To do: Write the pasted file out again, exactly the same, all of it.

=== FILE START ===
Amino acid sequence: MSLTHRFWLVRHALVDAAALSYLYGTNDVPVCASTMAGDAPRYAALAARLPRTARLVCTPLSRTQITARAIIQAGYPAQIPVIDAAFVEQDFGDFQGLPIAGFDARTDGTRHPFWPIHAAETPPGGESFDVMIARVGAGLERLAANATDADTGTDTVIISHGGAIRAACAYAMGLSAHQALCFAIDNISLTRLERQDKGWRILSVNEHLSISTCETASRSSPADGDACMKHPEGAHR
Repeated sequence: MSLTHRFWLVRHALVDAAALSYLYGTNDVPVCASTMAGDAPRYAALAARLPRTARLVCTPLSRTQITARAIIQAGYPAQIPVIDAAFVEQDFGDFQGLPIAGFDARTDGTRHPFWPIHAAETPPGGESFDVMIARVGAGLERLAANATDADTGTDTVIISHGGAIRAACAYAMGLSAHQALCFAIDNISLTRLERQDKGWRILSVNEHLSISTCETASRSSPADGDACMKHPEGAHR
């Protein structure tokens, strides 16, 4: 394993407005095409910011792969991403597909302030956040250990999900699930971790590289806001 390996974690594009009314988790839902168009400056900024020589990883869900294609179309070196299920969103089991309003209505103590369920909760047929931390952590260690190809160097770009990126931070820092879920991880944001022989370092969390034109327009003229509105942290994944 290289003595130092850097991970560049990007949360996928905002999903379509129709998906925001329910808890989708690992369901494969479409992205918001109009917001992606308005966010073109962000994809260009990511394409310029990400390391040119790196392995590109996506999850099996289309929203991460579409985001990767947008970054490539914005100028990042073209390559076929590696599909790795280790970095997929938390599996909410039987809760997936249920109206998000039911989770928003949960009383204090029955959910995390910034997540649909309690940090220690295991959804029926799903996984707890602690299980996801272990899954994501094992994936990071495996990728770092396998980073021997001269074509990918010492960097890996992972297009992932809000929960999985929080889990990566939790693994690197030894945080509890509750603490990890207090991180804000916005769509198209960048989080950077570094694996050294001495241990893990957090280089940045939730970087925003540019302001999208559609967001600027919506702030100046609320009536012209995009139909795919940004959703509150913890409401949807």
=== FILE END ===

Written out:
Amino acid sequence: MSLTHRFWLVRHALVDAAALSYLYGTNDVPVCASTMAGDAPRYAALAARLPRTARLVCTPLSRTQITARAIIQAGYPAQIPVIDAAFVEQDFGDFQGLPIAGFDARTDGTRHPFWPIHAAETPPGGESFDVMIARVGAGLERLAANATDADTGTDTVIISHGGAIRAACAYAMGLSAHQALCFAIDNISLTRLERQDKGWRILSVNEHLSISTCETASRSSPADGDACMKHPEGAHR
Repeated sequence: MSLTHRFWLVRHALVDAAALSYLYGTNDVPVCASTMAGDAPRYAALAARLPRTARLVCTPLSRTQITARAIIQAGYPAQIPVIDAAFVEQDFGDFQGLPIAGFDARTDGTRHPFWPIHAAETPPGGESFDVMIARVGAGLERLAANATDADTGTDTVIISHGGAIRAACAYAMGLSAHQALCFAIDNISLTRLERQDKGWRILSVNEHLSISTCETASRSSPADGDACMKHPEGAHR
């Protein structure tokens, strides 16, 4: 394993407005095409910011792969991403597909302030956040250990999900699930971790590289806001 390996974690594009009314988790839902168009400056900024020589990883869900294609179309070196299920969103089991309003209505103590369920909760047929931390952590260690190809160097770009990126931070820092879920991880944001022989370092969390034109327009003229509105942290994944 290289003595130092850097991970560049990007949360996928905002999903379509129709998906925001329910808890989708690992369901494969479409992205918001109009917001992606308005966010073109962000994809260009990511394409310029990400390391040119790196392995590109996506999850099996289309929203991460579409985001990767947008970054490539914005100028990042073209390559076929590696599909790795280790970095997929938390599996909410039987809760997936249920109206998000039911989770928003949960009383204090029955959910995390910034997540649909309690940090220690295991959804029926799903996984707890602690299980996801272990899954994501094992994936990071495996990728770092396998980073021997001269074509990918010492960097890996992972297009992932809000929960999985929080889990990566939790693994690197030894945080509890509750603490990890207090991180804000916005769509198209960048989080950077570094694996050294001495241990893990957090280089940045939730970087925003540019302001999208559609967001600027919506702030100046609320009536012209995009139909795919940004959703509150913890409401949807």